The transition to the ACM Open model upends its old financial model. Before the transition began last year, ACM relied on a long tail of almost 3,000 institutions to underwrite the cost of ACM publications. At the end of the transition, at least half of those institutions will pay significantly less than they currently pay for access to the ACM Digital Library. The transition involves complex negotiations with each institution, academic library consortium administrators, intermediary agents, funders, department heads, and deans of research, and will take years to fully implement.
With Open Access, most of the fees come from top tier institutions whose faculty and students do the most publishing. In general, with Open Access models, the more you provide articles, the more you benefit from publication, and the more you pay. Institutions who are more peripheral get a much better deal than they do with traditional subscription-based publishing.
USENIX (whose name is a pun on UNIX, the dominant operating system for hackers and researchers when the organization was founded in 1975) was an early adopter of open access. The web page says “USENIX has brought together a community of engineers, system administrators, scientists, and technicians working on the cutting edge of the computing world.” The conferences I attended in the 1990s and 2000s focused on improving networks at all layers. Thus, USENIX was a bridge between academic computer scientists and advanced practitioners in industry and government.
The Institute of Electrical and Electronics Engineers (IEEE), with hundreds of thousands of members in more than 160 countries, has also committed to a combination of Open Access and hybrid access. The IEEE Article Sharing and Posting Policies cover Green and Gold Open Access at various stages of publication.
Finally, the Learning Materials from Linux Professional Institute offer introductory and advanced educational information about a range of free and open source software.
Parallel to the Open Access movement, Creative Commons was founded to promote sharing and collaborative development of all sorts of content: research articles, novels, music, films, games, etc.
The general understanding of Creative Commons, formed by law professor Lawrence Lessig, is that the idea was sparked by the landmark Eldred v Ashcroft copyright case that Lessig litigated before the U.S. Supreme Court in 2003.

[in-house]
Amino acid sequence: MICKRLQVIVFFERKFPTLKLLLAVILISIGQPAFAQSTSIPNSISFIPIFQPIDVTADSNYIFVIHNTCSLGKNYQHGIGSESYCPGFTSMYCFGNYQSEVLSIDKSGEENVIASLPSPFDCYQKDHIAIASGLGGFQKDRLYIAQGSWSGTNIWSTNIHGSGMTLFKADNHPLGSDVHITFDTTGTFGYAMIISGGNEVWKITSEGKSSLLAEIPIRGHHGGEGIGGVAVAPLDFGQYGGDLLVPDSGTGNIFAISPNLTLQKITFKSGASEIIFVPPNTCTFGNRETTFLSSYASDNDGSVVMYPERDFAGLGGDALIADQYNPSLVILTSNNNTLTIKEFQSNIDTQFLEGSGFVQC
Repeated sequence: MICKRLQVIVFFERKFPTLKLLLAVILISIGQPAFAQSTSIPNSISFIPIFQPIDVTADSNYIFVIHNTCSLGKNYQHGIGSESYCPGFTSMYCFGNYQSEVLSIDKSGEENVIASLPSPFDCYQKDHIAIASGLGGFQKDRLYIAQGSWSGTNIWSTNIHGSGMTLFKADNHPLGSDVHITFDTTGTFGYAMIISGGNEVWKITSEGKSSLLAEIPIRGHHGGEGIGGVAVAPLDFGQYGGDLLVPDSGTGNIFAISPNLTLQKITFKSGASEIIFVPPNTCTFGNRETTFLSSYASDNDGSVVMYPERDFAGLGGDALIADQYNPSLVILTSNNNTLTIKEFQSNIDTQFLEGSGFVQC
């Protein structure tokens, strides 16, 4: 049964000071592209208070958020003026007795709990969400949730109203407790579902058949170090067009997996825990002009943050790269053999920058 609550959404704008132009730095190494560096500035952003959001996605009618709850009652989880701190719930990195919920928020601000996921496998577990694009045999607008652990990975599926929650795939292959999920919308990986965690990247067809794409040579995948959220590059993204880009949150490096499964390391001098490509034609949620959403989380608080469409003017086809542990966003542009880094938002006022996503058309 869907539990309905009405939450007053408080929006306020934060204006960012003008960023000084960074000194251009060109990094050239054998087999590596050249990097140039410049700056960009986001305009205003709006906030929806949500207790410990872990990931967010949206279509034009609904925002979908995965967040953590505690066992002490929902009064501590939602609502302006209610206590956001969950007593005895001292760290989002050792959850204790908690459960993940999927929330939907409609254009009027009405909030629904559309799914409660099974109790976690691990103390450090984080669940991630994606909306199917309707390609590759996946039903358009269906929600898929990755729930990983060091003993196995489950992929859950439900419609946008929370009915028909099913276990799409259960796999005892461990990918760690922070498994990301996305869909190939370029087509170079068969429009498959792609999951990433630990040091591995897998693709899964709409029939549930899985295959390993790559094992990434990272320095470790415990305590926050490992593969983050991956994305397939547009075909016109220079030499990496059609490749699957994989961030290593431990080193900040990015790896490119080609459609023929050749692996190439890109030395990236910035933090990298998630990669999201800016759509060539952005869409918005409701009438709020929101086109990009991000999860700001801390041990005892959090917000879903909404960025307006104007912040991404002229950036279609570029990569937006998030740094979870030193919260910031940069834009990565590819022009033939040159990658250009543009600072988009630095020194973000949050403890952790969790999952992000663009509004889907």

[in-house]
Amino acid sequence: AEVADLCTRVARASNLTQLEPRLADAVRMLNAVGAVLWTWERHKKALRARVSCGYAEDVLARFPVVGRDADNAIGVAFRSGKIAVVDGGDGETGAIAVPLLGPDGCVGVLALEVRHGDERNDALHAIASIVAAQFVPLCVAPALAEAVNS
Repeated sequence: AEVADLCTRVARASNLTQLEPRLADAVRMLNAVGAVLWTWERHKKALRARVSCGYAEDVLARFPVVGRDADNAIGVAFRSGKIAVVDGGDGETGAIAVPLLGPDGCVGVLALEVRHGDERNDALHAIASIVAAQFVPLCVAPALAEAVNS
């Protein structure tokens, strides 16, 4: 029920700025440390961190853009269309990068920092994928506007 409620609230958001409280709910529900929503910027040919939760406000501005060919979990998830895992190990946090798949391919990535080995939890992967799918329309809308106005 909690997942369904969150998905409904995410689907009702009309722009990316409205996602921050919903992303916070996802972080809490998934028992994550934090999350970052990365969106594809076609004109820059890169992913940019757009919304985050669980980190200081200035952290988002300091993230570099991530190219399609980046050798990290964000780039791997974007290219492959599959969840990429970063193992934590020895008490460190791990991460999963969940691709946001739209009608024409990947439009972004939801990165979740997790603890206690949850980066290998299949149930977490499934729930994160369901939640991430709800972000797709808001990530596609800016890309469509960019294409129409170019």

But Creative Commons doesn’t do anything to mitigate the outcome of Eldred, which effectively blessed the maneuvers by movie studios and other copyright holders to extend copyrights indefinitely into the future and keep their popular features from entering the public domain. Instead, Creative Commons looks toward a different constituency: content creators operating in a stew of new ideas from many quarters, grabbing an image here or a snatch of a musical riff there and assembling innovative artistic collages. These creative types use copyright to facilitate distribution and reuse, not to derive profit in the old way by restricting access.
Lessig was directly inspired by the GNU General Public License, designed for software. Like the GPL, Creative Commons supports the classic four freedoms underpinning the free software movement. The “no derivatives” clause mentioned earlier in this article is a carve-out for creative people who don’t want unauthorized variants of their work to circulate. Another departure from the four freedoms is an option to prohibit commercial uses of a work.
Open Access is one of the many types of content facilitated by Creative Commons. Attitudes are changing about how to support the development of research and other content. The copyright model that served the pre-digital era fairly well is straining to reflect the public’s new needs and expectations. Seeing all the major funders and publishing houses that are adopting Open Access, we can be assured that it will dominate future research.